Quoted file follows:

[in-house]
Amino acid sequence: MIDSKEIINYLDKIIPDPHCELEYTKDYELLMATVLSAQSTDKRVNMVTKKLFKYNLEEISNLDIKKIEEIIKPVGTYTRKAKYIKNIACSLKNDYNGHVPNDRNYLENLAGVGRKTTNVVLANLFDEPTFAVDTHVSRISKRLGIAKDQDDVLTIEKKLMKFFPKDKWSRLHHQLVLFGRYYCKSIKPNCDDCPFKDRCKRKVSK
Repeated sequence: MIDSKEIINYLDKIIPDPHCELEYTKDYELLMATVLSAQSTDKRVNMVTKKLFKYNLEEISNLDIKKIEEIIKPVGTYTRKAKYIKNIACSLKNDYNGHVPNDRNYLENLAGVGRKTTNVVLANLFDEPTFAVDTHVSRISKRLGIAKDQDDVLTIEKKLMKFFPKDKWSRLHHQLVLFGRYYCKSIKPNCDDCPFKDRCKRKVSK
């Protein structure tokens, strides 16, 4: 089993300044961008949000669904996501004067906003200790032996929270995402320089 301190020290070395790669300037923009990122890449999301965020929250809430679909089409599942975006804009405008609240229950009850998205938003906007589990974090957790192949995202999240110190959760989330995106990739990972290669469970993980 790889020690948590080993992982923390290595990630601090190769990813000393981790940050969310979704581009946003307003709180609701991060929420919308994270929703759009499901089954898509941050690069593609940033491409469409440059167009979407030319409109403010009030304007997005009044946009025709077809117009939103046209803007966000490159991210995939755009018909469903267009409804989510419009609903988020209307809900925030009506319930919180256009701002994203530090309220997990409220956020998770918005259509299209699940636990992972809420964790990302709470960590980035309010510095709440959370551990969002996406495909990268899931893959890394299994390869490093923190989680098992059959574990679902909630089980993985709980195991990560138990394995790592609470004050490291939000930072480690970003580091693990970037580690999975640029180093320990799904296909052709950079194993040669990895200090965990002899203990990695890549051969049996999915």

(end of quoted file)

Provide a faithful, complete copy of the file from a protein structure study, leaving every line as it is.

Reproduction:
[in-house]
Amino acid sequence: MIDSKEIINYLDKIIPDPHCELEYTKDYELLMATVLSAQSTDKRVNMVTKKLFKYNLEEISNLDIKKIEEIIKPVGTYTRKAKYIKNIACSLKNDYNGHVPNDRNYLENLAGVGRKTTNVVLANLFDEPTFAVDTHVSRISKRLGIAKDQDDVLTIEKKLMKFFPKDKWSRLHHQLVLFGRYYCKSIKPNCDDCPFKDRCKRKVSK
Repeated sequence: MIDSKEIINYLDKIIPDPHCELEYTKDYELLMATVLSAQSTDKRVNMVTKKLFKYNLEEISNLDIKKIEEIIKPVGTYTRKAKYIKNIACSLKNDYNGHVPNDRNYLENLAGVGRKTTNVVLANLFDEPTFAVDTHVSRISKRLGIAKDQDDVLTIEKKLMKFFPKDKWSRLHHQLVLFGRYYCKSIKPNCDDCPFKDRCKRKVSK
């Protein structure tokens, strides 16, 4: 089993300044961008949000669904996501004067906003200790032996929270995402320089 301190020290070395790669300037923009990122890449999301965020929250809430679909089409599942975006804009405008609240229950009850998205938003906007589990974090957790192949995202999240110190959760989330995106990739990972290669469970993980 790889020690948590080993992982923390290595990630601090190769990813000393981790940050969310979704581009946003307003709180609701991060929420919308994270929703759009499901089954898509941050690069593609940033491409469409440059167009979407030319409109403010009030304007997005009044946009025709077809117009939103046209803007966000490159991210995939755009018909469903267009409804989510419009609903988020209307809900925030009506319930919180256009701002994203530090309220997990409220956020998770918005259509299209699940636990992972809420964790990302709470960590980035309010510095709440959370551990969002996406495909990268899931893959890394299994390869490093923190989680098992059959574990679902909630089980993985709980195991990560138990394995790592609470004050490291939000930072480690970003580091693990970037580690999975640029180093320990799904296909052709950079194993040669990895200090965990002899203990990695890549051969049996999915």